Small farmers are the ultimate winners in the immediate passing of the Department of Agrarian Reform’s (DAR) P8.45 billion proposed budget for 2021, DAR Secretary John Castriciones said.
Castriciones said the DAR, with the use of its budget, hopes to contribute to the attainment of agrarian peace and stability, sustainable development, social justice and industrialization in the rural areas.
“I am happy about this development because DAR is the government agency that champions the welfare of the Filipino farmers,” Castriciones said in a statement.
Senator Cynthia Villar, chairperson for Food, Agriculture and Agrarian Reform, earlier said the bulk of the proposed budget would be used to support the three major programs of DAR, namely the Agrarian Justice Delivery Program with P897.4 million; Land Tenure Security Program with P3.4 billion; and the Agrarian Reform Beneficiaries Development and Sustainability Program with P1-5 billion.
She said department’s only remaining lands to be distributed are the problematic properties that involve legal issues.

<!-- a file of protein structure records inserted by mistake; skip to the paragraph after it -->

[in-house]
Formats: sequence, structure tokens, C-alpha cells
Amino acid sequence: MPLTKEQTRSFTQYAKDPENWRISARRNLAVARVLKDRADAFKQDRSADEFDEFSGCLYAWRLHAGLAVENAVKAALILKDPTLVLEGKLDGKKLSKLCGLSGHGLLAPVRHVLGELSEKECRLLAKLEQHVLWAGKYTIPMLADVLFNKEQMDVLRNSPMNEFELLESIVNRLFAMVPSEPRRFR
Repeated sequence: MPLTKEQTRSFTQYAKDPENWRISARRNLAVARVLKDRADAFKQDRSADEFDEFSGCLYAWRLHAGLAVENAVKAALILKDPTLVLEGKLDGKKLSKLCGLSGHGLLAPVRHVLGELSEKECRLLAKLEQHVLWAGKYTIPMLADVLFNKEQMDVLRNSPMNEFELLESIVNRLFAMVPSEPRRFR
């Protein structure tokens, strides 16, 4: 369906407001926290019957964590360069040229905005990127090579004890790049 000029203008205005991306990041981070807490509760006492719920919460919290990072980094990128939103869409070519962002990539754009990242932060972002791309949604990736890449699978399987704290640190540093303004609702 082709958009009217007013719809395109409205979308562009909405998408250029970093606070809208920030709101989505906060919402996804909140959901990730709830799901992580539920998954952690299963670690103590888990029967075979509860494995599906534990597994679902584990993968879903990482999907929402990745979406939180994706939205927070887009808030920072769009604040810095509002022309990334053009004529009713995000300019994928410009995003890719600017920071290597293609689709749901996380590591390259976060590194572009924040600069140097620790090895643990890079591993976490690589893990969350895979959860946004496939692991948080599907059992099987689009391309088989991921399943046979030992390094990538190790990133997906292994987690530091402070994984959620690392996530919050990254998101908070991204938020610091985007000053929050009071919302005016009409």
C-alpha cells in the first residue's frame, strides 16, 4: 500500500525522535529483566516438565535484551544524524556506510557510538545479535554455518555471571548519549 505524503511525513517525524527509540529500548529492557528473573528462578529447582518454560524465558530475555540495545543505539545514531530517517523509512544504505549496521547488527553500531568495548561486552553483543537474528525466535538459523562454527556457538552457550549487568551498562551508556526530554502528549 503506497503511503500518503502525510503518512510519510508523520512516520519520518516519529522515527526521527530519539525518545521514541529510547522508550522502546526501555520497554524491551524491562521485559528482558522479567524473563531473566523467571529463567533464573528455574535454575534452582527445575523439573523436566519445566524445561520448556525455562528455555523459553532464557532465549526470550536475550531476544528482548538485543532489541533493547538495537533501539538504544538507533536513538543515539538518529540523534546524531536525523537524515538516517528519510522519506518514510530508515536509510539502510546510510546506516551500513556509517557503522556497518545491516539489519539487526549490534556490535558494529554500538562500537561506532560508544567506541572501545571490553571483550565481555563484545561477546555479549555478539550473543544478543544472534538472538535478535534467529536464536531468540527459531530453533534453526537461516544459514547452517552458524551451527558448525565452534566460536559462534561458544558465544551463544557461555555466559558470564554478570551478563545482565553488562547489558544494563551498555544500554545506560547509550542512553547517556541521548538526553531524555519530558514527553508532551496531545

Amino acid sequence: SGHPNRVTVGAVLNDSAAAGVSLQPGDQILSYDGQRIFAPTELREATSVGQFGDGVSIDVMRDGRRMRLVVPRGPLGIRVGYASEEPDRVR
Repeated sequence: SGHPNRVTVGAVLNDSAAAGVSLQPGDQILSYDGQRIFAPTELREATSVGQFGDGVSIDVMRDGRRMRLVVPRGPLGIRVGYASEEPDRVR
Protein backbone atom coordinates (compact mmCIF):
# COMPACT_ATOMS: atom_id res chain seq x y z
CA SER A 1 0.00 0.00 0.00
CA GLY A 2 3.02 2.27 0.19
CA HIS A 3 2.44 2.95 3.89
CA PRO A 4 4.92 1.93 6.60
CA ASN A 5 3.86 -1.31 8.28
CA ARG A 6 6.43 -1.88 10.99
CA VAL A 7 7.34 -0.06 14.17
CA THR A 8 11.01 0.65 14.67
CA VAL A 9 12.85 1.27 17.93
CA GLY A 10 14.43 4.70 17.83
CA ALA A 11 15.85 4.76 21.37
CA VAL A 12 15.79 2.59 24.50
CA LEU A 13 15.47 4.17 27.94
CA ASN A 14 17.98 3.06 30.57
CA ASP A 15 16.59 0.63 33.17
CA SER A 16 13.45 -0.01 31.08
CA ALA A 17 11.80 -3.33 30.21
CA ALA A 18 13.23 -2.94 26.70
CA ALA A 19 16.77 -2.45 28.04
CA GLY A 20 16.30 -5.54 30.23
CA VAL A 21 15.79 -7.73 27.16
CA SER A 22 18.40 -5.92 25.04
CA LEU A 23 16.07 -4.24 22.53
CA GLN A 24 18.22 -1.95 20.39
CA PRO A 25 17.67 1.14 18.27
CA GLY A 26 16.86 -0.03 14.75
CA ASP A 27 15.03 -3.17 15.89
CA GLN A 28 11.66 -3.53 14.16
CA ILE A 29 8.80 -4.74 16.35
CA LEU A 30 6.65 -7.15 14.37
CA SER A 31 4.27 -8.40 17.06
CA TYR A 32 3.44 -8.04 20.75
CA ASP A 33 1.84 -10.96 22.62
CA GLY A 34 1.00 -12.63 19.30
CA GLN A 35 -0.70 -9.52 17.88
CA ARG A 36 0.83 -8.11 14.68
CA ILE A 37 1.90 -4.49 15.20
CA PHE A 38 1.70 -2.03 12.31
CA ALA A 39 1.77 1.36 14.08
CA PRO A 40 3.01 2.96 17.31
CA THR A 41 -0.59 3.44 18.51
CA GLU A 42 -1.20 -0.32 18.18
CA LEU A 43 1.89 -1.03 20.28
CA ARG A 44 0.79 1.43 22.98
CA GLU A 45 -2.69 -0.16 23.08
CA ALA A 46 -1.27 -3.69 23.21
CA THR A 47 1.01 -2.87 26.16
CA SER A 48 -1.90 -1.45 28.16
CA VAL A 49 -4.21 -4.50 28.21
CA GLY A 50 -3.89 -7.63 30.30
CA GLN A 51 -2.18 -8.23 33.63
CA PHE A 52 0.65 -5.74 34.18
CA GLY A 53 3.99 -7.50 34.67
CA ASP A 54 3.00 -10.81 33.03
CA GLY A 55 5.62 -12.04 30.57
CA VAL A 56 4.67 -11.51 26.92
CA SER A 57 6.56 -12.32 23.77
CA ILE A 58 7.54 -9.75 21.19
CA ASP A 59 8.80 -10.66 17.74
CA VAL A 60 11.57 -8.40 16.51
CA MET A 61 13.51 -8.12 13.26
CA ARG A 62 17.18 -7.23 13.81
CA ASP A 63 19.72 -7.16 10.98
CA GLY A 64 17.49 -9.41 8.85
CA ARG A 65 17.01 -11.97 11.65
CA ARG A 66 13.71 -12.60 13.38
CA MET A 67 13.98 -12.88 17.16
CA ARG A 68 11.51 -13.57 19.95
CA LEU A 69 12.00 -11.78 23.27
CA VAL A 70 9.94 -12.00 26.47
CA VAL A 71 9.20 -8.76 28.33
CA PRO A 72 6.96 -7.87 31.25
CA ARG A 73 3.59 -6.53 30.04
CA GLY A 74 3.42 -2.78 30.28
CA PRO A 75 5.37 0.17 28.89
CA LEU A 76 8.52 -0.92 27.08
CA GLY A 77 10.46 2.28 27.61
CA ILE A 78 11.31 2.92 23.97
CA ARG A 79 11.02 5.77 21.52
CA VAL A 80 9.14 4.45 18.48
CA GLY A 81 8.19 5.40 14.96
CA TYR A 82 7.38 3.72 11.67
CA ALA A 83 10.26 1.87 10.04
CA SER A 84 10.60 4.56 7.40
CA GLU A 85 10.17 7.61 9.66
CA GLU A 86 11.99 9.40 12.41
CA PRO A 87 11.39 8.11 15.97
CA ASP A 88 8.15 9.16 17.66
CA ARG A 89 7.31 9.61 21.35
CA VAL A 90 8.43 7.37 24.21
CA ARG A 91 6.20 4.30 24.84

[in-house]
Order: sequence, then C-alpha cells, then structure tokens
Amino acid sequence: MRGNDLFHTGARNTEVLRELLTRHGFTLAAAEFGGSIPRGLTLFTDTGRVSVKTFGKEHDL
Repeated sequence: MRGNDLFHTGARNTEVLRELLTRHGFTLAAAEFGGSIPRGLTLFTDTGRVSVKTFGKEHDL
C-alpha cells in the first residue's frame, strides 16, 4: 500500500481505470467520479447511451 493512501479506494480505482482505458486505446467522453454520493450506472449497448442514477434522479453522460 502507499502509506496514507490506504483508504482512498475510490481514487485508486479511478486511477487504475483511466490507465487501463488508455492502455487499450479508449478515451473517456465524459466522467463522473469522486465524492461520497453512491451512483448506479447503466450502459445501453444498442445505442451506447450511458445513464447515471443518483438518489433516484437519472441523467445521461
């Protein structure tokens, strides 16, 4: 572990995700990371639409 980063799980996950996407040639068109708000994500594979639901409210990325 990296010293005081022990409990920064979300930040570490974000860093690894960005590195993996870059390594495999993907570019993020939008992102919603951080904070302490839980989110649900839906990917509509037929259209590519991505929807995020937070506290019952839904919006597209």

Land titling funded
DAR’s budget for 2021 is around seven percent lower than its current budget for 2020 worth P9.135 billion.
Lawmakers have asked for an additional P5 billion increase in the budget of the agency for the implementation of DAR’s “mega farms” project.
Magsasaka Partylist Rep. Argel Cabatbat reiterated his support for this endeavor wherein around 50 hectares of contiguous land will be developed into specialized crops production areas.
The committee on appropriations will have to convene before the increase in budget will be approved.
Castriciones justified the proposed budget saying the bulk of the funds will be used for implementing individual land titling towards land tenure security.
“It is not mandatory that all collective CLOA (certificates of land ownership award) will be subjected to this. We would like to empower farmers so that they can have a title of their own,”
Castriciones said, noting that the land titles will allow farmers to use these as collaterals to apply for loans. Such land titles can also be a source of state revenues via taxes.